Builth Castle was a motte-and-bailey fortification constructed in the late eleventh century by Philip de Braose. Situated on a strategically important fording point over the River Wye, it regularly changed hands as the native Welsh and Marcher Lords vied for control. It was rebuilt into a formidable fortress by Edward I but today only earthworks remain.
Situated at a fording point across the River Wye, Builth was a strategically important route into central Wales and accordingly of huge importance to the Norman Marcher Lords who were vying for control against the native Welsh. The first castle was established in the late eleventh century by Philip de Braose, Lord of Bramber and served as the centre of a Lordship based around the boundaries of the former Welsh Cantref of Buellt (the lands between the Rivers Wye and Tywi). It was an earth and timber fortification consisting of a motte topped with a wooden palisade and a single, crescent shaped bailey again with wooden defences. A circular (dry) ditch surrounded the site. At the time it was one of the largest forts in Wales and clear evidence of Philip de Braose's power. Builth was one of numerous castles built in the area by Philip - he also constructed ringwork forts at Llanlleonfell and Llysdinam plus motte-and-baileys at Llanganten and Treflys. He also constructed Radnor Castle.
Builth was attacked by Rhys ap Gruffudd, Lord Rhys in 1168 where it was recorded as 'destroyed'. It was recovered by the de Braose family shortly after and the castle was rebuilt - again in timber which is indicative of the enduring threat level; construction in stone required a period of protracted peace given the time taken and comparative vulnerability of the workforce during the work.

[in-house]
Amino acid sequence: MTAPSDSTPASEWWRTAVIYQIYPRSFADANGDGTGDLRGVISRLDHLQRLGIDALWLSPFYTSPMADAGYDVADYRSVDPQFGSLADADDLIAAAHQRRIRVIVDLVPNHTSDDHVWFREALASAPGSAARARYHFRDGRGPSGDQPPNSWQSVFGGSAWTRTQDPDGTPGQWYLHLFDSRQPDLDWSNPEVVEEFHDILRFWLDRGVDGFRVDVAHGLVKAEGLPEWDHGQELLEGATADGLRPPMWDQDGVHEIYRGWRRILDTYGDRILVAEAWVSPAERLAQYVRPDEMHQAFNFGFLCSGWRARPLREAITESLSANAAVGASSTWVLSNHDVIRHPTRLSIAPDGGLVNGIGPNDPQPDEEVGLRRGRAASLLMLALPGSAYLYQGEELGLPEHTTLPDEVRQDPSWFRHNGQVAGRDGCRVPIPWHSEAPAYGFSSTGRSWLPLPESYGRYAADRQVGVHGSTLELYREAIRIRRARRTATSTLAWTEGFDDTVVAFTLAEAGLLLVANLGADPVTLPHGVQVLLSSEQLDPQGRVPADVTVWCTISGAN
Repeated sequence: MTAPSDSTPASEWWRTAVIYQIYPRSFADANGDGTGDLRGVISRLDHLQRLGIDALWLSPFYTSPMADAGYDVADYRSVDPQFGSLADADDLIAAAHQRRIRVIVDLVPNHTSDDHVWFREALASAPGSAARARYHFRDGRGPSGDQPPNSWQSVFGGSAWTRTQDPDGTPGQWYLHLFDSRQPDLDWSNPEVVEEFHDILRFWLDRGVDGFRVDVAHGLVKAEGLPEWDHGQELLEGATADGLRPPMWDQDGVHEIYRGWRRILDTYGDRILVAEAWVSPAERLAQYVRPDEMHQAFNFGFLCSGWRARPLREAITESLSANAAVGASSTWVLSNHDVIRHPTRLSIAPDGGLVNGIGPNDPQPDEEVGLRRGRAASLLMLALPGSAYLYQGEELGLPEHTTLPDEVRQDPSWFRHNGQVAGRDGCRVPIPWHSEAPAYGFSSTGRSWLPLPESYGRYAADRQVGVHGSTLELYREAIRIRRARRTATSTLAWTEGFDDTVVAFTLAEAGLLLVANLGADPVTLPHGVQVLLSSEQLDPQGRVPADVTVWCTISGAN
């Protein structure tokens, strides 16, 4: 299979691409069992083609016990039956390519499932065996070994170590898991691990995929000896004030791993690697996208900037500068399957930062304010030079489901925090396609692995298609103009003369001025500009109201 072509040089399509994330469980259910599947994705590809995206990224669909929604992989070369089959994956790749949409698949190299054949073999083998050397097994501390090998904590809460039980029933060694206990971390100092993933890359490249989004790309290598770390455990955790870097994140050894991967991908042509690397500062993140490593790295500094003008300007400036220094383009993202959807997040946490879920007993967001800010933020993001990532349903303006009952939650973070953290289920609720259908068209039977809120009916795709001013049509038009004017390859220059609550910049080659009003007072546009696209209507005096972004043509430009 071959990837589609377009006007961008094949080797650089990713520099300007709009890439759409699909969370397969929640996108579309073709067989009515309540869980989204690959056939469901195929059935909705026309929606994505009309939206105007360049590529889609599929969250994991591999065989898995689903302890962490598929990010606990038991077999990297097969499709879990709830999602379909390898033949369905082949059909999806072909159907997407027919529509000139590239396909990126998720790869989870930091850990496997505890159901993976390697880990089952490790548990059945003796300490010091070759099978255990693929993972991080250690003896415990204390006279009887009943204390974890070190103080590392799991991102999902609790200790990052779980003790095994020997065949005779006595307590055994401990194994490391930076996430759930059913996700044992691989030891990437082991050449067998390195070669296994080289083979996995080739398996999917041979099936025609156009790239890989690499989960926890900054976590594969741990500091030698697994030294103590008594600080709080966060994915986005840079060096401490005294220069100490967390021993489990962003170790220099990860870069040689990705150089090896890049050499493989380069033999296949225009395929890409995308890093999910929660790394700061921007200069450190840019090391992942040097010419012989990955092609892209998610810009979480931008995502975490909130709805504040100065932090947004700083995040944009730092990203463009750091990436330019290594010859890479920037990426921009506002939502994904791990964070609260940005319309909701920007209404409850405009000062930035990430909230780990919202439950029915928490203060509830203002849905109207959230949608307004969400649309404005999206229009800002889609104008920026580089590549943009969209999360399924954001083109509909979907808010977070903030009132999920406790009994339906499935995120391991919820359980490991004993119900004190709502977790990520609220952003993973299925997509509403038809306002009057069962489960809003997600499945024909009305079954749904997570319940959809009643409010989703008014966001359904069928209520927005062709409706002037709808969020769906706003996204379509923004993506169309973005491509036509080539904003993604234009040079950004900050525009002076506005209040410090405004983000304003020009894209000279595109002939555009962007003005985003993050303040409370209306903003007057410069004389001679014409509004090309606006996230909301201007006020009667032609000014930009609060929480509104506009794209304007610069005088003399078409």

Builth Castle was confiscated by King John in 1208 on the grounds the then owner, William de Braose, owed money to the Crown. The castle was placed in care of one of the King's favourites - Engelard de Cigogne, Sheriff of Gloucester. William fled to exile but his wife and eldest son were captured by King John who starved them to death in Corfe Castle (some records suggest Windsor). This horrific act was one of the catalysts for Magna Carta and the subsequent First Barons War and, whilst William died in exile, his sons returned and allied themselves to Llywelyn ap Iorwerth. Aided by the distraction of the King with the civil war, the Welsh Prince assisted the de Braose family to reclaim their castles with Builth retaken in 1215. The timely death of King John, in October 1216, allowed Reginald de Braose to be reconciled with the new King Henry III.